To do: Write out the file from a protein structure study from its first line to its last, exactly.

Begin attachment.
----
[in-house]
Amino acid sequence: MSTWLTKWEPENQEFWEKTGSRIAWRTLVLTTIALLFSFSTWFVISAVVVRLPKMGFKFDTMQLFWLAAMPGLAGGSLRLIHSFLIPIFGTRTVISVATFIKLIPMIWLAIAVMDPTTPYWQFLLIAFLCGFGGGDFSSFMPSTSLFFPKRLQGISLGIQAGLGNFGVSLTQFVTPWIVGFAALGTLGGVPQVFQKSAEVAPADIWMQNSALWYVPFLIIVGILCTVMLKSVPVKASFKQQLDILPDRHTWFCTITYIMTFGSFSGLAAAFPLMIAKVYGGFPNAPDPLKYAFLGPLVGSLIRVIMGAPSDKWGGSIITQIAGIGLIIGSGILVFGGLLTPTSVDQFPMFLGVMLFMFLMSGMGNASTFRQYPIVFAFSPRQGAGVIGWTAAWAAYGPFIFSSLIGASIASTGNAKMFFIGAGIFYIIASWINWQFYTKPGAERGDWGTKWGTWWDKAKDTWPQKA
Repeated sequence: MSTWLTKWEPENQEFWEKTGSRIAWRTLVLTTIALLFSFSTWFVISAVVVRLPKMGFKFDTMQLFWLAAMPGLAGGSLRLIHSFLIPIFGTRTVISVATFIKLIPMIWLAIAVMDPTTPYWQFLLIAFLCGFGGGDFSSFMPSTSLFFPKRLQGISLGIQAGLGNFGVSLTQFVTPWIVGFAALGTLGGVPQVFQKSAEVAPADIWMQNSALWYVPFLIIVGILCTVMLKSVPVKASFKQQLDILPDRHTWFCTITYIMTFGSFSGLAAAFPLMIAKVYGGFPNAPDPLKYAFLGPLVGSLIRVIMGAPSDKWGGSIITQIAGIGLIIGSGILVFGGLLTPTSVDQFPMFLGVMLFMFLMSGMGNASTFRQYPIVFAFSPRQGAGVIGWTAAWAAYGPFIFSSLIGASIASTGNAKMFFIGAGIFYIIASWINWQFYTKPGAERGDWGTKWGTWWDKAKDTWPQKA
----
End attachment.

[in-house]
Amino acid sequence: MSTWLTKWEPENQEFWEKTGSRIAWRTLVLTTIALLFSFSTWFVISAVVVRLPKMGFKFDTMQLFWLAAMPGLAGGSLRLIHSFLIPIFGTRTVISVATFIKLIPMIWLAIAVMDPTTPYWQFLLIAFLCGFGGGDFSSFMPSTSLFFPKRLQGISLGIQAGLGNFGVSLTQFVTPWIVGFAALGTLGGVPQVFQKSAEVAPADIWMQNSALWYVPFLIIVGILCTVMLKSVPVKASFKQQLDILPDRHTWFCTITYIMTFGSFSGLAAAFPLMIAKVYGGFPNAPDPLKYAFLGPLVGSLIRVIMGAPSDKWGGSIITQIAGIGLIIGSGILVFGGLLTPTSVDQFPMFLGVMLFMFLMSGMGNASTFRQYPIVFAFSPRQGAGVIGWTAAWAAYGPFIFSSLIGASIASTGNAKMFFIGAGIFYIIASWINWQFYTKPGAERGDWGTKWGTWWDKAKDTWPQKA
Repeated sequence: MSTWLTKWEPENQEFWEKTGSRIAWRTLVLTTIALLFSFSTWFVISAVVVRLPKMGFKFDTMQLFWLAAMPGLAGGSLRLIHSFLIPIFGTRTVISVATFIKLIPMIWLAIAVMDPTTPYWQFLLIAFLCGFGGGDFSSFMPSTSLFFPKRLQGISLGIQAGLGNFGVSLTQFVTPWIVGFAALGTLGGVPQVFQKSAEVAPADIWMQNSALWYVPFLIIVGILCTVMLKSVPVKASFKQQLDILPDRHTWFCTITYIMTFGSFSGLAAAFPLMIAKVYGGFPNAPDPLKYAFLGPLVGSLIRVIMGAPSDKWGGSIITQIAGIGLIIGSGILVFGGLLTPTSVDQFPMFLGVMLFMFLMSGMGNASTFRQYPIVFAFSPRQGAGVIGWTAAWAAYGPFIFSSLIGASIASTGNAKMFFIGAGIFYIIASWINWQFYTKPGAERGDWGTKWGTWWDKAKDTWPQKA